Summer is upon us which usually means amazing new music to fill the air which fittingly coincides with the return of the original Rio beach boy, Marcos Valle with a new record of unabashedly feel-good Brazilian party music. Featuring Azymuth bassist Alex Malheiros (responsible for some of Brazil’s all-time funkiest low-end licks), a horn section including Valle’s go-to high-trumpeter Jesse Sadoc, and percussion master Armando Marcal, Sempre has all the masterful composition, exceptional musicality, and forward-thinking ideas you’d expect from the Brazilian titan, and it’s fresher than a fruity caipirinha in the Copacabana sunshine.
Updating Marcos Valle’s seminal boogie-era sound, Sempre spans ecstatic disco, cosmic samba, and late-night jazz-funk, drawing obvious comparisons to some of Valle’s late-seventies and early-eighties output. ‘Estrelar’ (1983), for example, an ode to the joy of exercise, has become one of the biggest Brazilian disco hits of all time. But lyrically the new album is more closely reminiscent of Valle’s progressive early seventies’ releases. Heralding love, tolerance and living in the present, while satirising political corruption, the new release recalls a time in which Valle, together with his brother Paulo Sergio, was writing subtly subversive lyrics in order to bypass the censorship imposed by the military dictatorship, which ruled over Brazil between 1964 and 1985.
The album marries compositional genius with pure pop perfection. From the blistering brass arrangements on up-tempo disco hit ‘Olha Quem ta Chegando’ and the infinitely classy ‘Vou Amanhã Saber’, to the nine-minute synth-heavy instrumental funk stepper ‘Odisséia’, which gradually morphs into an interplanetary samba jam, the songs are tightened and given an extra coat of gloss, by London based producer Daniel Maunick (son of Incognito frontman Bluey). More moments of boogie delight come in the form of ‘Minha Roma’ (a musical nod to the famed ‘Estrelar’), and the sunshine anthem title-track ‘Sempre’.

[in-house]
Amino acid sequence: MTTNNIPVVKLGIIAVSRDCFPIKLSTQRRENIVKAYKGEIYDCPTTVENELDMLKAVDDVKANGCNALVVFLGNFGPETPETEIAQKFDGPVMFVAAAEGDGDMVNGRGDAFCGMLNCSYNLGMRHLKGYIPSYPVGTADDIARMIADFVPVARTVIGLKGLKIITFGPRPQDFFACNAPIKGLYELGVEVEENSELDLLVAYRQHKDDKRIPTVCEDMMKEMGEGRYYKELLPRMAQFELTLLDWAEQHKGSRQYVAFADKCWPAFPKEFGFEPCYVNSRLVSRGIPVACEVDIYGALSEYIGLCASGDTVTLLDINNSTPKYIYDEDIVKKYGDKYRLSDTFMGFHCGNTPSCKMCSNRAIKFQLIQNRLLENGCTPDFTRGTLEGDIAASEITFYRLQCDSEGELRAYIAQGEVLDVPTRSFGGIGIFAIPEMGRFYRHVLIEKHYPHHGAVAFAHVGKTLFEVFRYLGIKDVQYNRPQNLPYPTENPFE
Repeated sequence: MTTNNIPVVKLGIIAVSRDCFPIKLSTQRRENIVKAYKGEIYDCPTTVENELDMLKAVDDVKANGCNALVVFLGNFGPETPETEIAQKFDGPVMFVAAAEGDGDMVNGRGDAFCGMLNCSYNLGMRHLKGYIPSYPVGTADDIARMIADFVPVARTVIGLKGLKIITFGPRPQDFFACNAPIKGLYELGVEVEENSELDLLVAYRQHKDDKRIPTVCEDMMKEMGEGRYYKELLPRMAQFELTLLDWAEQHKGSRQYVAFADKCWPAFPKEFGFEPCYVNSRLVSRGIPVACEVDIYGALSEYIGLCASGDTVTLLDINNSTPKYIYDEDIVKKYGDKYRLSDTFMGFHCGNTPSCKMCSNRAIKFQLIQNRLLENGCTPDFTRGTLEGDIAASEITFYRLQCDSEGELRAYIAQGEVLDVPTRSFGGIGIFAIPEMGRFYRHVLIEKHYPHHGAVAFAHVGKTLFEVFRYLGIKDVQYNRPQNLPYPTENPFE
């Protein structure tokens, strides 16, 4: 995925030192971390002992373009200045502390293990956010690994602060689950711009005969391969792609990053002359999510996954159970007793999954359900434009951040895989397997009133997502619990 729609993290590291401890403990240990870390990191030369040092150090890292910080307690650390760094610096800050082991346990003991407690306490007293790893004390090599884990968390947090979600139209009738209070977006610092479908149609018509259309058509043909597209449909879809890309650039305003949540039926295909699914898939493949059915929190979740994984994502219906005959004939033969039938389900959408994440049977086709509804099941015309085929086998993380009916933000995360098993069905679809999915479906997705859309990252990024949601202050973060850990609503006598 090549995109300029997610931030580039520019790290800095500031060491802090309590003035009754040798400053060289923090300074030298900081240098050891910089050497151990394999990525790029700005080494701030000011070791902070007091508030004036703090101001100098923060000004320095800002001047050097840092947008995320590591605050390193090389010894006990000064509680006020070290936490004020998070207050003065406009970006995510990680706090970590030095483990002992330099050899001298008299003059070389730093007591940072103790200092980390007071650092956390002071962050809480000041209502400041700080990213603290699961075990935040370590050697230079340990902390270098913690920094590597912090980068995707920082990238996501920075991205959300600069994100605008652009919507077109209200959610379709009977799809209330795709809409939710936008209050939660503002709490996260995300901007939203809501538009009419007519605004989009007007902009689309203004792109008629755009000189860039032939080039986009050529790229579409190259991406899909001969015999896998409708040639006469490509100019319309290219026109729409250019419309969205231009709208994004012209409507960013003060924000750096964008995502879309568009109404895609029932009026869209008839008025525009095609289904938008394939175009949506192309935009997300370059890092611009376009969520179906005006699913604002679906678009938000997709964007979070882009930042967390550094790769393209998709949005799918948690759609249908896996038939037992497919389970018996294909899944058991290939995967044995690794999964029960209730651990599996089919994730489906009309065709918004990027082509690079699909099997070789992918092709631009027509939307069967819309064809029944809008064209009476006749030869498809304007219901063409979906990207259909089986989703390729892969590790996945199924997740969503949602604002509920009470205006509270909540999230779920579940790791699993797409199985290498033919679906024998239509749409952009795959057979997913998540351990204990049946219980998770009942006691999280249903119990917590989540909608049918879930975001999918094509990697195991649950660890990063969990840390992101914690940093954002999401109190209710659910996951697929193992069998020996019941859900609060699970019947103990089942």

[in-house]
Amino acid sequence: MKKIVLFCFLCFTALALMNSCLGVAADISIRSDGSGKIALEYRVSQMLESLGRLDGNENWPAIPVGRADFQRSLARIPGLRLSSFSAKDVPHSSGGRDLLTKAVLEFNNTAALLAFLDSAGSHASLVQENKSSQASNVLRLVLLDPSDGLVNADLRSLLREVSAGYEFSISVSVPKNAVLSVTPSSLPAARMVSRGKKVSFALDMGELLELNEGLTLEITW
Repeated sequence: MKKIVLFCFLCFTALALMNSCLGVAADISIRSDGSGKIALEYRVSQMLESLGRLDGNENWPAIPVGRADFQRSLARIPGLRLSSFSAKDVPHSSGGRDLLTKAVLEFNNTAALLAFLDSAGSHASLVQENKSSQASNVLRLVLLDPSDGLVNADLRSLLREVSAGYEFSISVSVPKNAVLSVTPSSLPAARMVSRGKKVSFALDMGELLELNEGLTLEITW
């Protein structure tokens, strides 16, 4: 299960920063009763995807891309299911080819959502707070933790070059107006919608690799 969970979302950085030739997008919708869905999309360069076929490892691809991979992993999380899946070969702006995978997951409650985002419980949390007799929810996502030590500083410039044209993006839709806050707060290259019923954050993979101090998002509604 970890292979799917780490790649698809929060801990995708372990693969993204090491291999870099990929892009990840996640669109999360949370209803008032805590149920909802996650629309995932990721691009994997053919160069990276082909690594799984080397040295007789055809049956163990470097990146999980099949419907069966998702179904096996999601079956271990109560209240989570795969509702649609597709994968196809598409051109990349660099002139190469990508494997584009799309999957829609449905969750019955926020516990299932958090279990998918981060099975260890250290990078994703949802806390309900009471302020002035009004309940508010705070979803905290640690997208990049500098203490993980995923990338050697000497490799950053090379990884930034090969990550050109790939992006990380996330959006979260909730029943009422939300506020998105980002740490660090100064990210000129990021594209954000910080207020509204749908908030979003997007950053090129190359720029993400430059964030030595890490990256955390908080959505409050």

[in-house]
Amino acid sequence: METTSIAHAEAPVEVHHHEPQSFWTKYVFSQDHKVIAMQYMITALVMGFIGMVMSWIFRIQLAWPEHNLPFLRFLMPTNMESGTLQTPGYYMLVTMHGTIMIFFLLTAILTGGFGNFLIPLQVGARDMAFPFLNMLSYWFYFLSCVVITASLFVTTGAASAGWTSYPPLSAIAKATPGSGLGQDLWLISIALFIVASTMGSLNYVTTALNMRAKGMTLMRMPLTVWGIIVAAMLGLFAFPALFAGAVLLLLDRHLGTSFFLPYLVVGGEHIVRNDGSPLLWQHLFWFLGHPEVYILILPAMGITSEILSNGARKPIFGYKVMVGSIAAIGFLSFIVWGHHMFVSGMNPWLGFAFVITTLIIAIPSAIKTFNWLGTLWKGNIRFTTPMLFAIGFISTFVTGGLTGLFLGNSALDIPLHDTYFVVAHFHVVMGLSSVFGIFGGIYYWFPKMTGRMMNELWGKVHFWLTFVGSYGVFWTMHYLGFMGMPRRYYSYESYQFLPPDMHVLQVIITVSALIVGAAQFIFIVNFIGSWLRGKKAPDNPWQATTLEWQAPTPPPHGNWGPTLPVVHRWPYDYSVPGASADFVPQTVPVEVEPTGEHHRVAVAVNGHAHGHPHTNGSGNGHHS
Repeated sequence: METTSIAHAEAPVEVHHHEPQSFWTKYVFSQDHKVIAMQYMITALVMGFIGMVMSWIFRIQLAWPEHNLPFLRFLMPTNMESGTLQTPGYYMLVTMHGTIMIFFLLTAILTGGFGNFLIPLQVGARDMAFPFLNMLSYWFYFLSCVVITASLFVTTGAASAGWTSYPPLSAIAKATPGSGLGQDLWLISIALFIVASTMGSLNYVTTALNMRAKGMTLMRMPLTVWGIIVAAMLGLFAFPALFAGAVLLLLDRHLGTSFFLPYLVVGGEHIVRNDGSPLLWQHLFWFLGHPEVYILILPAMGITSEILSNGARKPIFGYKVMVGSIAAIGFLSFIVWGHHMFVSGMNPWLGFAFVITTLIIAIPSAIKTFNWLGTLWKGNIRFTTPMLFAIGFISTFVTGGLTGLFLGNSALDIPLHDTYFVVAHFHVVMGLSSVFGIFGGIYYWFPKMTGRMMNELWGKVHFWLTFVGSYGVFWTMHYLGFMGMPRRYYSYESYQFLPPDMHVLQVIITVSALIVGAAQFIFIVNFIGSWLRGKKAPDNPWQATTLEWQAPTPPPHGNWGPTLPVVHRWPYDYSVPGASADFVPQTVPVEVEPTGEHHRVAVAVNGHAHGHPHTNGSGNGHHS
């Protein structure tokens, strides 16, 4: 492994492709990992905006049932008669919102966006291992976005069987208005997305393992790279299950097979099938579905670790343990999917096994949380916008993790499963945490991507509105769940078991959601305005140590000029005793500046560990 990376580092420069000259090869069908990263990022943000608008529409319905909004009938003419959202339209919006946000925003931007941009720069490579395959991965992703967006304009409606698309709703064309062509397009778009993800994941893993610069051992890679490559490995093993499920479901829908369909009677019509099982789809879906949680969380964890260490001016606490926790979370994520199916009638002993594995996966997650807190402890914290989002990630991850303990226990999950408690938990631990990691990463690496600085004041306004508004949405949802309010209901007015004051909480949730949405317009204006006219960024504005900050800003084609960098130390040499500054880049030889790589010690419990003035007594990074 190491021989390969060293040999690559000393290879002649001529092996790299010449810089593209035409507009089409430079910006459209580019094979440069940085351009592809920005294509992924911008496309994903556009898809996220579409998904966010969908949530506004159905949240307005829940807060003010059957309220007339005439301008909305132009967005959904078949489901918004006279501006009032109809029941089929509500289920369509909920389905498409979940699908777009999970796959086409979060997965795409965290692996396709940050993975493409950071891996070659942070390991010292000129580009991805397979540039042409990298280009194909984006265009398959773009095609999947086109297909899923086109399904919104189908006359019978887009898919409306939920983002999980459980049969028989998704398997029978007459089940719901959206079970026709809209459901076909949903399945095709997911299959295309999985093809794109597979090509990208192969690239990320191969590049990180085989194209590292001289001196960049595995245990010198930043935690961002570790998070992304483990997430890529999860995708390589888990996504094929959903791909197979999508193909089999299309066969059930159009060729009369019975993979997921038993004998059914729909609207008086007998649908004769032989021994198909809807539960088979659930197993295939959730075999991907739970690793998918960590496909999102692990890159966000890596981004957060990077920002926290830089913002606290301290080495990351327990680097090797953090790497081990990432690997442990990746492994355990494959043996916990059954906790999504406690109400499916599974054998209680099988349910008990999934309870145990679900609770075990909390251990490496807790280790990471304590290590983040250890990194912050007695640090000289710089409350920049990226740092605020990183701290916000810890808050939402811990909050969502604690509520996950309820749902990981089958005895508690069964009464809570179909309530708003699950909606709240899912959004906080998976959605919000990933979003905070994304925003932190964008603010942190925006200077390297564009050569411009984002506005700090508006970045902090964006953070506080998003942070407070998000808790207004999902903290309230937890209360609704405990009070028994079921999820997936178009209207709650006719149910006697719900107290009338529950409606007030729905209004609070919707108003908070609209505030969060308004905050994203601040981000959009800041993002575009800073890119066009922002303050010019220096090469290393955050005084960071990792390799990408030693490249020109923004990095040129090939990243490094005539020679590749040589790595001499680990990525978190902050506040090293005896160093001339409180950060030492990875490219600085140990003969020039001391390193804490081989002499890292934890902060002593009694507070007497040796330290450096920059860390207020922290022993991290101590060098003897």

Translating as ‘Ever’, Sempre is a testament to the continual drive for development and reinvention that has defined Marcos Valle’s astounding six-decade career. Ever changing, ever moving forward, he began as one of the second-wave of early bossa nova composers in the sixties, writing the world famous bossa standard ‘Summer Samba (So Nice)’ for his sophomore album ‘Samba 68’. After a brief stint in the States, Valle returned to Brazil, and the early ’70s saw the release of four ground-breaking Valle albums which incorporated progressive rock, psychedelic influences, pop, jazz, soul and cinematic arrangements. These albums would see Valle work alongside a number of hugely influential Brazilian bands, including Milton Nascimento’s backing band Som Imaginaro, the prog-rock band O Terco and jazz funk legends Azymuth. Returning back to the US in ‘75, Valle resided in LA, writing music for the likes of Eumir Deodato, Airto Moreira, Chicago, Sarah Vaughn and Leon Ware, before returning to Brazil once more, where after releasing a handful of hit pop records, he took a hiatus from recording.